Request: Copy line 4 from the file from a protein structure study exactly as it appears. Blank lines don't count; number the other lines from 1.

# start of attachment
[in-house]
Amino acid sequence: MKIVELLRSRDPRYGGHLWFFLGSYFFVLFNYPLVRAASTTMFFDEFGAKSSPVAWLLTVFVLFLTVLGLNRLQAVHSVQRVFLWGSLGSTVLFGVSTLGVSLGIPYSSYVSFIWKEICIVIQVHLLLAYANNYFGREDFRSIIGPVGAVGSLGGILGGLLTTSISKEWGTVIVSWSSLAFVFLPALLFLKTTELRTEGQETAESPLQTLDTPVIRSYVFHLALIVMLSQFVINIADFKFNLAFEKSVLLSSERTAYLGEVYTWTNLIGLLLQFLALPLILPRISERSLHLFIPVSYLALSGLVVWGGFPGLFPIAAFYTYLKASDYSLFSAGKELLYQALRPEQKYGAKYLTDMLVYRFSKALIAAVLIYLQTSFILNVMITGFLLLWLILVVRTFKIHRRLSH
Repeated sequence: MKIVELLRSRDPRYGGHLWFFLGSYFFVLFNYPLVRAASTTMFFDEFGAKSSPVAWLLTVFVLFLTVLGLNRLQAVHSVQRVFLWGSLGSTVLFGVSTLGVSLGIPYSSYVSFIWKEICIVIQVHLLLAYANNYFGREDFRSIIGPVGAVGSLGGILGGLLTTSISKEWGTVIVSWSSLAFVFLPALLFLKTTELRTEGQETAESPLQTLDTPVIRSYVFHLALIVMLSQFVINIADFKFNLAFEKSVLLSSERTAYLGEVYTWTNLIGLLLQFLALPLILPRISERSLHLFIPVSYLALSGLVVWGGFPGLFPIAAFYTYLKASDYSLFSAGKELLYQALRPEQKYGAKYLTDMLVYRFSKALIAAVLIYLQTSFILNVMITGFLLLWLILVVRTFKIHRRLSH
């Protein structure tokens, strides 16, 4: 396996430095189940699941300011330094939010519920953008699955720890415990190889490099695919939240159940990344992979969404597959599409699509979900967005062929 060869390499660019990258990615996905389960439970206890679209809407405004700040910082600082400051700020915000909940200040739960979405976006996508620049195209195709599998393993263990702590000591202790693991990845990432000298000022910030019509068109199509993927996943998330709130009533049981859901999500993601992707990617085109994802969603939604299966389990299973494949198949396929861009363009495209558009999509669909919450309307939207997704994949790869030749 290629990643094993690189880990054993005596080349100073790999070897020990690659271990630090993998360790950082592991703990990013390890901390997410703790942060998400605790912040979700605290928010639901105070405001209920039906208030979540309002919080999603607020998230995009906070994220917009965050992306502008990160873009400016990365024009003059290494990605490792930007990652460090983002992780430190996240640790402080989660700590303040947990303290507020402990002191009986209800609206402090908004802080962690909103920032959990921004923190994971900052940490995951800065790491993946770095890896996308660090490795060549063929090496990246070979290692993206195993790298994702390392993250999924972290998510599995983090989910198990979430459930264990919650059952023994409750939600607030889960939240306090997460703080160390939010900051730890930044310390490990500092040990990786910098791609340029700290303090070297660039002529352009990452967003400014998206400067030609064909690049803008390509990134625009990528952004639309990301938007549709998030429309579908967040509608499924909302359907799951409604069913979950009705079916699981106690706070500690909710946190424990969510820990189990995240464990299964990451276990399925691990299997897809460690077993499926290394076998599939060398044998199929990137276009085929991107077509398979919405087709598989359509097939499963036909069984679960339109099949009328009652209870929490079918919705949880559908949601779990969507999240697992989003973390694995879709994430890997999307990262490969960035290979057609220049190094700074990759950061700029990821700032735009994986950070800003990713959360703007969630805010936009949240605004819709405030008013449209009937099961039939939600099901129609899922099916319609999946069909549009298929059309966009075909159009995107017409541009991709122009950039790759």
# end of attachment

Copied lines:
């Protein structure tokens, strides 16, 4: 396996430095189940699941300011330094939010519920953008699955720890415990190889490099695919939240159940990344992979969404597959599409699509979900967005062929 060869390499660019990258990615996905389960439970206890679209809407405004700040910082600082400051700020915000909940200040739960979405976006996508620049195209195709599998393993263990702590000591202790693991990845990432000298000022910030019509068109199509993927996943998330709130009533049981859901999500993601992707990617085109994802969603939604299966389990299973494949198949396929861009363009495209558009999509669909919450309307939207997704994949790869030749 290629990643094993690189880990054993005596080349100073790999070897020990690659271990630090993998360790950082592991703990990013390890901390997410703790942060998400605790912040979700605290928010639901105070405001209920039906208030979540309002919080999603607020998230995009906070994220917009965050992306502008990160873009400016990365024009003059290494990605490792930007990652460090983002992780430190996240640790402080989660700590303040947990303290507020402990002191009986209800609206402090908004802080962690909103920032959990921004923190994971900052940490995951800065790491993946770095890896996308660090490795060549063929090496990246070979290692993206195993790298994702390392993250999924972290998510599995983090989910198990979430459930264990919650059952023994409750939600607030889960939240306090997460703080160390939010900051730890930044310390490990500092040990990786910098791609340029700290303090070297660039002529352009990452967003400014998206400067030609064909690049803008390509990134625009990528952004639309990301938007549709998030429309579908967040509608499924909302359907799951409604069913979950009705079916699981106690706070500690909710946190424990969510820990189990995240464990299964990451276990399925691990299997897809460690077993499926290394076998599939060398044998199929990137276009085929991107077509398979919405087709598989359509097939499963036909069984679960339109099949009328009652209870929490079918919705949880559908949601779990969507999240697992989003973390694995879709994430890997999307990262490969960035290979057609220049190094700074990759950061700029990821700032735009994986950070800003990713959360703007969630805010936009949240605004819709405030008013449209009937099961039939939600099901129609899922099916319609999946069909549009298929059309966009075909159009995107017409541009991709122009950039790759």